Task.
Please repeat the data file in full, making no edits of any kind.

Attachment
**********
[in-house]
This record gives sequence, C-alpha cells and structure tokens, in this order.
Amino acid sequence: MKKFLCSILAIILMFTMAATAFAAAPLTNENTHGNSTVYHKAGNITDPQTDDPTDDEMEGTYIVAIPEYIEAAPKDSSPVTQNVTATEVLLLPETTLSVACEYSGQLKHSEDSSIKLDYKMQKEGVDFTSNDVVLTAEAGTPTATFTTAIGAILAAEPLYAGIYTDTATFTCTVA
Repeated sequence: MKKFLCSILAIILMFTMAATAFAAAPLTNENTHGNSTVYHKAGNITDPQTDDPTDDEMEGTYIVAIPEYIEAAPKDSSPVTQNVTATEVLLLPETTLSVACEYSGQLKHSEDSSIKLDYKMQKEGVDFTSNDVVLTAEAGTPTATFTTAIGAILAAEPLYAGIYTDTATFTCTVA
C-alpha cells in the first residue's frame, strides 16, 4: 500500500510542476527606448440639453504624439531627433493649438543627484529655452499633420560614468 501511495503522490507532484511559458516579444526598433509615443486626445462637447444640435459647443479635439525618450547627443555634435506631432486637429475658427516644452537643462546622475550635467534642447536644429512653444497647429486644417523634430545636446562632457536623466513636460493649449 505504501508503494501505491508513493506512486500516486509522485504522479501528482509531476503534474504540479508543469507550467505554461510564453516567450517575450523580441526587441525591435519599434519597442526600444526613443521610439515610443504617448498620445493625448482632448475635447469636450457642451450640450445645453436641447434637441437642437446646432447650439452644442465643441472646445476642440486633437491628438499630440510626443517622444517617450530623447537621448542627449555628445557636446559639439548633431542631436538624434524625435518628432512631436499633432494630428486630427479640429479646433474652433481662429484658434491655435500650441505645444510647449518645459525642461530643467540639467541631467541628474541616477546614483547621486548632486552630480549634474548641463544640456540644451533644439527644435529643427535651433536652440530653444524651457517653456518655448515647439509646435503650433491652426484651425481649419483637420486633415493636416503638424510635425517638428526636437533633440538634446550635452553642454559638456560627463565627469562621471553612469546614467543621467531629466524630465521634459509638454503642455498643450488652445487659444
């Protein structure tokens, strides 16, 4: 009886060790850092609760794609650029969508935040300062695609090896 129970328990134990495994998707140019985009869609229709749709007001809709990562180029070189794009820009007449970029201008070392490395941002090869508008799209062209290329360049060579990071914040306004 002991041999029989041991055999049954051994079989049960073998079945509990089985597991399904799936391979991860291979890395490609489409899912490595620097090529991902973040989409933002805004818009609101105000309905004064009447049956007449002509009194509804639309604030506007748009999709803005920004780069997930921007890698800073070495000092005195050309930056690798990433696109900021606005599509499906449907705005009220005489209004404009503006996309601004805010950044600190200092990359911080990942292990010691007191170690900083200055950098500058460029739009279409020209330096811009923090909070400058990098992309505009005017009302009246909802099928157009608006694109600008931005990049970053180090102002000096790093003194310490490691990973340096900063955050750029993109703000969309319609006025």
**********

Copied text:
[in-house]
This record gives sequence, C-alpha cells and structure tokens, in this order.
Amino acid sequence: MKKFLCSILAIILMFTMAATAFAAAPLTNENTHGNSTVYHKAGNITDPQTDDPTDDEMEGTYIVAIPEYIEAAPKDSSPVTQNVTATEVLLLPETTLSVACEYSGQLKHSEDSSIKLDYKMQKEGVDFTSNDVVLTAEAGTPTATFTTAIGAILAAEPLYAGIYTDTATFTCTVA
Repeated sequence: MKKFLCSILAIILMFTMAATAFAAAPLTNENTHGNSTVYHKAGNITDPQTDDPTDDEMEGTYIVAIPEYIEAAPKDSSPVTQNVTATEVLLLPETTLSVACEYSGQLKHSEDSSIKLDYKMQKEGVDFTSNDVVLTAEAGTPTATFTTAIGAILAAEPLYAGIYTDTATFTCTVA
C-alpha cells in the first residue's frame, strides 16, 4: 500500500510542476527606448440639453504624439531627433493649438543627484529655452499633420560614468 501511495503522490507532484511559458516579444526598433509615443486626445462637447444640435459647443479635439525618450547627443555634435506631432486637429475658427516644452537643462546622475550635467534642447536644429512653444497647429486644417523634430545636446562632457536623466513636460493649449 505504501508503494501505491508513493506512486500516486509522485504522479501528482509531476503534474504540479508543469507550467505554461510564453516567450517575450523580441526587441525591435519599434519597442526600444526613443521610439515610443504617448498620445493625448482632448475635447469636450457642451450640450445645453436641447434637441437642437446646432447650439452644442465643441472646445476642440486633437491628438499630440510626443517622444517617450530623447537621448542627449555628445557636446559639439548633431542631436538624434524625435518628432512631436499633432494630428486630427479640429479646433474652433481662429484658434491655435500650441505645444510647449518645459525642461530643467540639467541631467541628474541616477546614483547621486548632486552630480549634474548641463544640456540644451533644439527644435529643427535651433536652440530653444524651457517653456518655448515647439509646435503650433491652426484651425481649419483637420486633415493636416503638424510635425517638428526636437533633440538634446550635452553642454559638456560627463565627469562621471553612469546614467543621467531629466524630465521634459509638454503642455498643450488652445487659444
């Protein structure tokens, strides 16, 4: 009886060790850092609760794609650029969508935040300062695609090896 129970328990134990495994998707140019985009869609229709749709007001809709990562180029070189794009820009007449970029201008070392490395941002090869508008799209062209290329360049060579990071914040306004 002991041999029989041991055999049954051994079989049960073998079945509990089985597991399904799936391979991860291979890395490609489409899912490595620097090529991902973040989409933002805004818009609101105000309905004064009447049956007449002509009194509804639309604030506007748009999709803005920004780069997930921007890698800073070495000092005195050309930056690798990433696109900021606005599509499906449907705005009220005489209004404009503006996309601004805010950044600190200092990359911080990942292990010691007191170690900083200055950098500058460029739009279409020209330096811009923090909070400058990098992309505009005017009302009246909802099928157009608006694109600008931005990049970053180090102002000096790093003194310490490691990973340096900063955050750029993109703000969309319609006025």